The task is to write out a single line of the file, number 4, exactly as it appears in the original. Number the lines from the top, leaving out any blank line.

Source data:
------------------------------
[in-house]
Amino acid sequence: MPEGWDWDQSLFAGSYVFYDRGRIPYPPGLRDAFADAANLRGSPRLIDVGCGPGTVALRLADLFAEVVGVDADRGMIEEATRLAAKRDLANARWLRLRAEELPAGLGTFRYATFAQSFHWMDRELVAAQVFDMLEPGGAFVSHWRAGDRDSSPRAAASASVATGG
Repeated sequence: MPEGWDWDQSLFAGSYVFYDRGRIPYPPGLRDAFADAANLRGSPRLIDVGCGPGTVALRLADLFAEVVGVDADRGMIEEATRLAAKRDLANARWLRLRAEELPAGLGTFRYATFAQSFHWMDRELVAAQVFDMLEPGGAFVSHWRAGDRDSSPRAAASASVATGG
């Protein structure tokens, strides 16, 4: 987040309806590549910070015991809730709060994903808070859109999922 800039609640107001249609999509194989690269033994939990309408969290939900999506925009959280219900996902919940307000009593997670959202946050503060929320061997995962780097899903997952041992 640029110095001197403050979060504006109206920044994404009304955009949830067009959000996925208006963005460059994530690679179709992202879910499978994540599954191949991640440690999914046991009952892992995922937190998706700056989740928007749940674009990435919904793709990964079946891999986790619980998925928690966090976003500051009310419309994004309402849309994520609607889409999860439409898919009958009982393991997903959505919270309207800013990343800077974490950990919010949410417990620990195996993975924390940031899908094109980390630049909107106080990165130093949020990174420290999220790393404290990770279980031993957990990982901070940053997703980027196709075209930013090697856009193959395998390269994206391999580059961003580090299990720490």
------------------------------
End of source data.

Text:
């Protein structure tokens, strides 16, 4: 987040309806590549910070015991809730709060994903808070859109999922 800039609640107001249609999509194989690269033994939990309408969290939900999506925009959280219900996902919940307000009593997670959202946050503060929320061997995962780097899903997952041992 640029110095001197403050979060504006109206920044994404009304955009949830067009959000996925208006963005460059994530690679179709992202879910499978994540599954191949991640440690999914046991009952892992995922937190998706700056989740928007749940674009990435919904793709990964079946891999986790619980998925928690966090976003500051009310419309994004309402849309994520609607889409999860439409898919009958009982393991997903959505919270309207800013990343800077974490950990919010949410417990620990195996993975924390940031899908094109980390630049909107106080990165130093949020990174420290999220790393404290990770279980031993957990990982901070940053997703980027196709075209930013090697856009193959395998390269994206391999580059961003580090299990720490």